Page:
Syrian refugee camps in Lebanon's Arsal in complete darkness • The Syrian Observatory For Human Rights
The Syrian Observatory For Human Rights

Syrian refugee camps in Lebanon’s Arsal in complete darkness

As of Sunday midnight, the Syrian refugee camps in the border town of Arsal in eastern Lebanon, entered a new phase of suffering against the backdrop of the economic crisis that has hit Lebanon for two years.
Zaman al-Wasl reporter in Arsal camps confirmed that the generators electricity, owned by the private sector, was completely cut off in 140 camps and more than 170 residential gatherings, for an unknown period as the owners of the generators, which supply refugees by power, say the high diesel prices are no longer affordable.
The owner of the ”Zaloum generators” in Arsal issued a statement on Saturday saying: “Our dear people… the rise in the price of the diesel fuel tank and its interruption in most cases, and we had to buy it at fantastic prices from the black market, and in order not to burden our people in the town with the burden of raising the price, we inform you that we will stop supplying the town with electricity starting on March 13.”
The Zaman al-Wasl reporter from the Arsal camps noted that the complete power outage had negatively affected the work of hospitals and medical points serving Syrian refugees inside the town, and also caused a noticeable interruption of the Internet in those camps.
The Arsal-based activist Samer Abu Uday told Zaman al-Wasl that some generators’ owners contacted the camp supervisors to agree to raise the price of the ampere to $25 in order to continue supplying electricity to the camps, but the camp supervisors rejected the offer because of their inability to pay this sky-rocket price.
Nearly 11 years since the revolution in Syria began and violence escalated, around 1.5 million refugees remain displaced in Lebanon – accounting for nearly a quarter of Lebanon’s total population, the highest proportion of refugees anywhere in the world, according to the New Humanitarian.
The head of the Association of Private Generators Owners in Lebanon, Abdo Saadeh, said in a TV interview that “the situation is very bad, and there are areas where generators have been completely turned off, warning that if the ailing economic condition remains as it is and no solutions are found for the issue of diesel.”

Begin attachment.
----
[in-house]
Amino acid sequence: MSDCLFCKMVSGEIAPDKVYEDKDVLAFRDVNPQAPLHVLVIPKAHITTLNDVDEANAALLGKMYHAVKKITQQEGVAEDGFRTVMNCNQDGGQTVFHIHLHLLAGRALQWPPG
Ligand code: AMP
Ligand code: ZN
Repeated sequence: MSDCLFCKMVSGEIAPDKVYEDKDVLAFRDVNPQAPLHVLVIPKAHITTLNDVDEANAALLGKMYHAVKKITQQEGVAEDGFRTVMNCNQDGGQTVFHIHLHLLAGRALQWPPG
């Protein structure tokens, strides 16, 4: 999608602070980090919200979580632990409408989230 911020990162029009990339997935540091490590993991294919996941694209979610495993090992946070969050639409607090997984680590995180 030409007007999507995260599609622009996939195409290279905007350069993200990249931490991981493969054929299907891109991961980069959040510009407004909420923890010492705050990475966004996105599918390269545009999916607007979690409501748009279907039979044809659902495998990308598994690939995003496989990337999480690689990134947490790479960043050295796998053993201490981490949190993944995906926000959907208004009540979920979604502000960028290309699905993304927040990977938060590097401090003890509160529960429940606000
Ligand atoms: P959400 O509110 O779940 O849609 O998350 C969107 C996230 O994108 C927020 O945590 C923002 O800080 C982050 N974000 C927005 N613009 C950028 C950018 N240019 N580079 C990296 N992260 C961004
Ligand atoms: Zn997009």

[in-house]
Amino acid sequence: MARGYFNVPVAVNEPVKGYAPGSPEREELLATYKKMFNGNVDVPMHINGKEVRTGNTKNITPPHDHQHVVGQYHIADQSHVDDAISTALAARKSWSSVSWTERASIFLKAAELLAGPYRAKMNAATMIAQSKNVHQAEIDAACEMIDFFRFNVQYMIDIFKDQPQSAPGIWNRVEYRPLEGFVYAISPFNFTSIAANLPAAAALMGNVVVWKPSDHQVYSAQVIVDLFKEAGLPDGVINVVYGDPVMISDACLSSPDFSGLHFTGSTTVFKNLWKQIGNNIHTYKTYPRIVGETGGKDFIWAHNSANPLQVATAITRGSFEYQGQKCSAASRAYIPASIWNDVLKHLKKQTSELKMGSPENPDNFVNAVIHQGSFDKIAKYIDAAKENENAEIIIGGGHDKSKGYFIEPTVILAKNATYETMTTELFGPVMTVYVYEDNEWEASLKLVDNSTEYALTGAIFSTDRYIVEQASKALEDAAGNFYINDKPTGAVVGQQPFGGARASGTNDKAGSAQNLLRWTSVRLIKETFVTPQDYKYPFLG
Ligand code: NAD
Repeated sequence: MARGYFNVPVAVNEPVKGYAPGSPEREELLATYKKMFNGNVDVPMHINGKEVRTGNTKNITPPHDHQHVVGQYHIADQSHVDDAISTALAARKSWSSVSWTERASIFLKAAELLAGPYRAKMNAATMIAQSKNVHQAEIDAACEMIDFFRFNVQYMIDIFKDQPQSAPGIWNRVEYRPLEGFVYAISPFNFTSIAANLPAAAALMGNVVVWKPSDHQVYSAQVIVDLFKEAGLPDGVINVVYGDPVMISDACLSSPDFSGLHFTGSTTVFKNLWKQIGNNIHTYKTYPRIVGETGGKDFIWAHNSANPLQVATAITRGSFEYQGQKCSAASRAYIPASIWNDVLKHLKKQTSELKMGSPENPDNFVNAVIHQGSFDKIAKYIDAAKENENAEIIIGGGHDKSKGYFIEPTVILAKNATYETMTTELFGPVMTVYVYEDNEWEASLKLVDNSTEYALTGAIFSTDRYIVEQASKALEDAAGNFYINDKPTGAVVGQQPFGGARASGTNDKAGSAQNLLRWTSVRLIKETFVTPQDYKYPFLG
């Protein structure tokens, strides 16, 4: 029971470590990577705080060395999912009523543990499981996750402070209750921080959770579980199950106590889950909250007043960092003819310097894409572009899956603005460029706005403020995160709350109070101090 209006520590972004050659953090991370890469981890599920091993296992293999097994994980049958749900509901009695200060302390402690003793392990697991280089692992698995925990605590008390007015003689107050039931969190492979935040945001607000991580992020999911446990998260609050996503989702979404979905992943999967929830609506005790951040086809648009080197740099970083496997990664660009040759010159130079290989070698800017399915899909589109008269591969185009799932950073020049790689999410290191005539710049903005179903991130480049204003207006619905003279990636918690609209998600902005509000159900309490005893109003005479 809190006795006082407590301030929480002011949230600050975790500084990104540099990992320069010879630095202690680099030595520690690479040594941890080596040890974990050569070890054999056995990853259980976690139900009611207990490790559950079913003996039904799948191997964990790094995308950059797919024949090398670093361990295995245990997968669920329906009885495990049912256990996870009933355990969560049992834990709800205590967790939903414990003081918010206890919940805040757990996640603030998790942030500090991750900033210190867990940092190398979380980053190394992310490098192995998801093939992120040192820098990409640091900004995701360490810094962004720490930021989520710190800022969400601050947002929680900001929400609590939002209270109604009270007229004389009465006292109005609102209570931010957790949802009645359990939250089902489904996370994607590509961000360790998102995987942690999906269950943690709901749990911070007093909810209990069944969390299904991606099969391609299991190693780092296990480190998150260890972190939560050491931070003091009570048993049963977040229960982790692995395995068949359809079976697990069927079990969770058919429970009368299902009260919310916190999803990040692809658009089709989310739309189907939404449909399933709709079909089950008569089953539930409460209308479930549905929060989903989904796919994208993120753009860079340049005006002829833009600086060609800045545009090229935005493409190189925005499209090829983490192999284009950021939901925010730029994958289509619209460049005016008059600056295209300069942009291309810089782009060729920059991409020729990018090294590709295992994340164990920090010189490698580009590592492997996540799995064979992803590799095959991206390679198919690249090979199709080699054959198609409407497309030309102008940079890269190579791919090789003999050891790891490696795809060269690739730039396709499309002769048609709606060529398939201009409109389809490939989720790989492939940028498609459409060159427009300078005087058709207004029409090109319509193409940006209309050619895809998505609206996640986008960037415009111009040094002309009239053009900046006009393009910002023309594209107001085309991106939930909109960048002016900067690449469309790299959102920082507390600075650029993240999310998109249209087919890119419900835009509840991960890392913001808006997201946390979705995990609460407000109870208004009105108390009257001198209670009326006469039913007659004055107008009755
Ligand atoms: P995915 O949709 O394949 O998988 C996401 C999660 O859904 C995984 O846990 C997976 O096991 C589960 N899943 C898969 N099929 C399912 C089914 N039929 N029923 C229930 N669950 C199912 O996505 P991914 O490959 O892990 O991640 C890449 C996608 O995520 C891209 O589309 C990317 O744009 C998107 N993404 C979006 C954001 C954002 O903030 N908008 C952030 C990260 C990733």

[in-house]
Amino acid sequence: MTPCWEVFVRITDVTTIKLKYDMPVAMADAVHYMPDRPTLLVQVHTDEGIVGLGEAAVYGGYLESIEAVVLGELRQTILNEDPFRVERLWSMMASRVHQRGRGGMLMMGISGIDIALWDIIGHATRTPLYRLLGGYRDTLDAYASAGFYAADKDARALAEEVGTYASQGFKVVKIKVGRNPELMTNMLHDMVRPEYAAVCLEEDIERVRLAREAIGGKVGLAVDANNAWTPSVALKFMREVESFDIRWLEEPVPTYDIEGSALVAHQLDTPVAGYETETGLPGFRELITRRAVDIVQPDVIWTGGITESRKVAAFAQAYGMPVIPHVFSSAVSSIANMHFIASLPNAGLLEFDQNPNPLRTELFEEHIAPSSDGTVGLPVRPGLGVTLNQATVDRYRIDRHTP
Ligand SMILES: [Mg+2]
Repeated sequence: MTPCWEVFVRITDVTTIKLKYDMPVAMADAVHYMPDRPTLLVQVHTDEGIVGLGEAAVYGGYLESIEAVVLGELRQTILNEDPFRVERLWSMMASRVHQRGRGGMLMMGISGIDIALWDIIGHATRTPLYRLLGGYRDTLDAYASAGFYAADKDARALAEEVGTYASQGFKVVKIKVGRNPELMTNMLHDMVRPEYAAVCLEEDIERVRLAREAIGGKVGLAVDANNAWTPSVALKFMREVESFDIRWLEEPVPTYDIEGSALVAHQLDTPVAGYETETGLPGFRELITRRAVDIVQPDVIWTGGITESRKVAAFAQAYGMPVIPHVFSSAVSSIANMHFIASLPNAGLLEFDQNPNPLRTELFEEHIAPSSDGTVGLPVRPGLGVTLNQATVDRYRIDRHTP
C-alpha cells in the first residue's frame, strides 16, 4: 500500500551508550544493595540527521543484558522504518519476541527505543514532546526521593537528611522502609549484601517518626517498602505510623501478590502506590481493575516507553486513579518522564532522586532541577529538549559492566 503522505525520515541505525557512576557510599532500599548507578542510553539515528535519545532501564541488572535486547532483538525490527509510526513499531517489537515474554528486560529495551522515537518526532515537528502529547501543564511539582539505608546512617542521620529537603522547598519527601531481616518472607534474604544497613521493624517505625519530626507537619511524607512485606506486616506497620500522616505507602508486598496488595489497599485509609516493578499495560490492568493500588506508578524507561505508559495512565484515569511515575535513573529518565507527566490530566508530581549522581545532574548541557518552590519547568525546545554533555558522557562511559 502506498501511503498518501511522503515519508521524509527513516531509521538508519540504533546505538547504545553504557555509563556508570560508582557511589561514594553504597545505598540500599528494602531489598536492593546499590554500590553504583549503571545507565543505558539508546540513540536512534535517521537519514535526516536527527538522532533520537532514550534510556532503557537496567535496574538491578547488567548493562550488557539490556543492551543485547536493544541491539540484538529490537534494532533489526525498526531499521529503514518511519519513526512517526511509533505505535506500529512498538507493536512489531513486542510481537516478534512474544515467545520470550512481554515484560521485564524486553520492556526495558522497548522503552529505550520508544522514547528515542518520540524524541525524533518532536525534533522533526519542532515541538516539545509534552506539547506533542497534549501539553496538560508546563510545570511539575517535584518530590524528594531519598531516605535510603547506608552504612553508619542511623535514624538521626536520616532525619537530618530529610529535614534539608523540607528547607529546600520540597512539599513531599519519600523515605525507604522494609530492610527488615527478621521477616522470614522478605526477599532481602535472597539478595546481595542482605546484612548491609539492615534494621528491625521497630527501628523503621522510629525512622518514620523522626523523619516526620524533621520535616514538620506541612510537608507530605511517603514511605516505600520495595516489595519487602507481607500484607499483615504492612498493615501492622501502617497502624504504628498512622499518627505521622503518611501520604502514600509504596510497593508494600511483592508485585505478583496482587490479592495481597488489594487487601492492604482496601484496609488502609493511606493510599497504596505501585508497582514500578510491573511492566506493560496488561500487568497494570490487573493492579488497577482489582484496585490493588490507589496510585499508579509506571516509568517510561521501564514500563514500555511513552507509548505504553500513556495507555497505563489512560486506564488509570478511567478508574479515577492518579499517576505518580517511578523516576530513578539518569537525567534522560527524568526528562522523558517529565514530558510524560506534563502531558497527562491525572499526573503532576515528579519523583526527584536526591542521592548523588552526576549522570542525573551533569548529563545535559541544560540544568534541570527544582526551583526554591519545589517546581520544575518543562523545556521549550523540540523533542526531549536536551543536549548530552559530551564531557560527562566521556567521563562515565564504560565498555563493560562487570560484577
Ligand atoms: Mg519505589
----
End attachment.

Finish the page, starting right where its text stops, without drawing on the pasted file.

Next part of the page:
“On Tuesday, we will witness a complete shutdown of some generators in many areas without exception, including in the capital, Beirut,” he added.
He added, “We have always called for solutions such as diesel subsidy so that generator owners can achieve savings in the subscribers’ bill to support the Lebanese people, or price it in Lebanese pounds or according to the price of an exchange platform, and most importantly, fixing its price, but there are no deaf ears.”
Saadeh indicated that the generators’ owners have deliberately reduced feeding hours to 5 or 6 hours in some areas, and to 8 or 10 hours in other areas, while feeding in some areas is limited to the night period.
 Abu Uday stressed that there are no clear solutions until this moment, which has cast a blackout over more than 60,000 Syrian refugees in the town of Arsal, which is completely engulfed in darkness, as of last night.
The activist, Abu Uday, stressed that there are no clear solutions until now to this problem, which has cast a shadow over more than 60,000 Syrian refugees in the town of Arsal.
The activist called on the relief and international associations to assume their responsibilities and work to secure electricity for the camps and residential gatherings inhabited by Syrian refugees by alternative methods, which is the installation of solar panels to provide electricity for Syrian refugees.
The Syrian conflict has claimed 500,000 lives and has displaced 13,2 million people since it erupted in March 2011 with the brutal repression of anti-regime protests.


Source: Syrian refugee camps in Lebanon’s Arsal in complete darkness | SYRIA NEWS | ZAMAN ALWSL


The views expressed in this article belong to the author and do not necessarily reflect the editorial policy of the Observatory.